On Saturday, July 25, Frank Fahrenkopf appeared on the Smerconish show on CNN. Fahrenkopf has been the most influential leader of the CPD since it was established in 1987. He said the Commission hasn’t decided yet whether to ease the 15% poll rule for entry into the general election presidential debates. He mentioned that the Annenberg Working Group on Presidential Campaign Debates had recently suggested that the first debate should have a 10% threshold. He said the Commission will decide by one year before the first debate. Because the first debate is usually in the first week of October of the election year, that means a decision by early October 2015. See this news story about some of the things Fahrenkopf said.
From the article cited, written by Michael Smerconish:
Peter Ackerman, a successful businessman who cofounded FreshDirect, is a force behind the effort to expand debate participation by changing the 15 percent rule. In 2012, he spearheaded an effort called Americans Elect, which sought to create a national online primary to nominate a “balanced coalition ticket.” While Ackerman succeeded in gaining ballot access, his effort fell short when no candidate received the minimum 5,000 support clicks.
“The rule that was designed by the Democrats and Republicans is impossible to hurdle,” he said.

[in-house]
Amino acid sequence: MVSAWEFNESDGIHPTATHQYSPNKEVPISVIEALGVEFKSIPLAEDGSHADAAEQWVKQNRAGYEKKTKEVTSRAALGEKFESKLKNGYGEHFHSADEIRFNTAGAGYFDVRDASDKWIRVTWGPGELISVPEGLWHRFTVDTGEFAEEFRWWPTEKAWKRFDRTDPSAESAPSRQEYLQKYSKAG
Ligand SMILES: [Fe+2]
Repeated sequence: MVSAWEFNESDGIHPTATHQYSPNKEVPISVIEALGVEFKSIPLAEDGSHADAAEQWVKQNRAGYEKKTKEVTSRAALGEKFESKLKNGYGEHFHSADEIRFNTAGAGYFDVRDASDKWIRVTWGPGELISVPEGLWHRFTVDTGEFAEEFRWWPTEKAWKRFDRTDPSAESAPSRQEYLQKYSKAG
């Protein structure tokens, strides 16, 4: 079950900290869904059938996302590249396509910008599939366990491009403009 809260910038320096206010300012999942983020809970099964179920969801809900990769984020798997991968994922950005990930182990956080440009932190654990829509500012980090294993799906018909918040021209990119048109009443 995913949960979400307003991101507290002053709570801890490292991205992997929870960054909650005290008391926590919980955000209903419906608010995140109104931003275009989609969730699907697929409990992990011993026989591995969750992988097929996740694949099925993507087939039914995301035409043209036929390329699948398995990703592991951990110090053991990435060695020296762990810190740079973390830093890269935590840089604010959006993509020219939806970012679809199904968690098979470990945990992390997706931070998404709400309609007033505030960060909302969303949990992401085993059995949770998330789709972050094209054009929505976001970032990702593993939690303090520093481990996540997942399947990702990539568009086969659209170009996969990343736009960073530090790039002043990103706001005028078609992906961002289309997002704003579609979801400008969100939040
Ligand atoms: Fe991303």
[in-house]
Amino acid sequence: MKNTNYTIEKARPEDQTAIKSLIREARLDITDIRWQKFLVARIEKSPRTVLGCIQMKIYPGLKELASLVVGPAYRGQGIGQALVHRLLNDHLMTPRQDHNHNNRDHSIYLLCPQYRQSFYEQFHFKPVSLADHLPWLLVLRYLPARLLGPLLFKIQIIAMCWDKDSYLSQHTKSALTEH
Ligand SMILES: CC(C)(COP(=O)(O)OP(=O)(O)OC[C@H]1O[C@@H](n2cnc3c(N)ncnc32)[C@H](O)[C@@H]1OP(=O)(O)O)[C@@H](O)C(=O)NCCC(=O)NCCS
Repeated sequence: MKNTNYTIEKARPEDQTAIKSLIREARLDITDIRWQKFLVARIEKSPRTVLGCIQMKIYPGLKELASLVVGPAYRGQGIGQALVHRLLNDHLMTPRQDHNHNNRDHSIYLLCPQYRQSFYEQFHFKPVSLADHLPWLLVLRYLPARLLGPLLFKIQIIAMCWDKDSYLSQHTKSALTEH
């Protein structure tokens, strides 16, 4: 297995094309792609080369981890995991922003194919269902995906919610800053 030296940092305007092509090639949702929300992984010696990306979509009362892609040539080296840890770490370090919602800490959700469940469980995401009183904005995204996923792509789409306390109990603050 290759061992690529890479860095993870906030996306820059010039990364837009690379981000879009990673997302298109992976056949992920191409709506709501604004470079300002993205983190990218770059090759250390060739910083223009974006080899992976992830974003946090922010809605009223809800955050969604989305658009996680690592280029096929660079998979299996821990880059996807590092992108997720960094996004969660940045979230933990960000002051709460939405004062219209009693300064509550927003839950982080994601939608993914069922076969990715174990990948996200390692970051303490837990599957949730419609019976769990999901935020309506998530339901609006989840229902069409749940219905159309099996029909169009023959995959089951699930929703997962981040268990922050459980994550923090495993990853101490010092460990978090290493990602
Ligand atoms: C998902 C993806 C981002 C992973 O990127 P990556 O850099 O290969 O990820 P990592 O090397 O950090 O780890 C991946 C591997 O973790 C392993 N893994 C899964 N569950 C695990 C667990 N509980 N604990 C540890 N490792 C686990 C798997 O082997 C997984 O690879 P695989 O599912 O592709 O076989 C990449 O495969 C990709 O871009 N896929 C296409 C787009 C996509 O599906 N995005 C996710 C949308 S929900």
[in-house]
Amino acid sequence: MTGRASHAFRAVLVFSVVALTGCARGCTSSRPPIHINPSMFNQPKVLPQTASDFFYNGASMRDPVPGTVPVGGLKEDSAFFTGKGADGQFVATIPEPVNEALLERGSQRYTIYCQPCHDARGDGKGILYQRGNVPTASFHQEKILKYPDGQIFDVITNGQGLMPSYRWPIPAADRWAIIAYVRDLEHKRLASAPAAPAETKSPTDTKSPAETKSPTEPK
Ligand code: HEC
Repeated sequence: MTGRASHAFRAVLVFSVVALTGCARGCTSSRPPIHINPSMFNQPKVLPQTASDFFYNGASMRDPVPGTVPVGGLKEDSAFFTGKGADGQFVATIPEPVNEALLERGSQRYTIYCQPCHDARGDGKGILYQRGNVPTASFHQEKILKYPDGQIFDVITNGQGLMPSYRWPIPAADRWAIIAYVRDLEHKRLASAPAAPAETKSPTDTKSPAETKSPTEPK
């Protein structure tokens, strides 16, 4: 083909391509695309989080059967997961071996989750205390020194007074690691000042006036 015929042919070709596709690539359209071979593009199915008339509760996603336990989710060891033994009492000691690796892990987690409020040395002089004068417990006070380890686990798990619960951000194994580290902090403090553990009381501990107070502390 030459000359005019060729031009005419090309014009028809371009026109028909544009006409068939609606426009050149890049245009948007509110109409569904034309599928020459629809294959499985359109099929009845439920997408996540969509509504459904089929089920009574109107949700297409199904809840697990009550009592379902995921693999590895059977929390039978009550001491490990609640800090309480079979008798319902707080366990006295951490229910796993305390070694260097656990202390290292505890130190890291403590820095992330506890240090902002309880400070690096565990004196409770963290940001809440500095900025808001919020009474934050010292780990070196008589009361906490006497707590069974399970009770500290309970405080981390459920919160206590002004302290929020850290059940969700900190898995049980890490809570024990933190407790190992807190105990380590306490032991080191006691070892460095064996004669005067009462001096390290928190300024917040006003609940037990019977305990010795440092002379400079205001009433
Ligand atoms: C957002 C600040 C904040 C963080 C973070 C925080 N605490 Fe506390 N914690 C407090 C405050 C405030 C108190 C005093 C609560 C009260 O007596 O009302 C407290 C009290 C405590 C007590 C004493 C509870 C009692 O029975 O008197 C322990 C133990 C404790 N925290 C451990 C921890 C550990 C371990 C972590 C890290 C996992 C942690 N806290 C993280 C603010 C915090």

He sees the current situation as an electoral Catch-22: If you can’t get in the debates, you’re not going to be a legitimate candidate; if you’re not a legitimate candidate, you can’t get into the debates.
“The key element of reform here is moving the designation date from 50 days to six months, and to basically allow the American people to get to know an independent candidate who competed hard for that single position,” Ackerman said.
His current proposal: Anyone who can get on enough state ballots to collectively total 270 Electoral College votes by April 30 will have his or her name placed into a national, independent presidential primary, America’s Primary, featuring a series of five debates with knockout rounds that the American people can vote on via the Internet to determine a winner.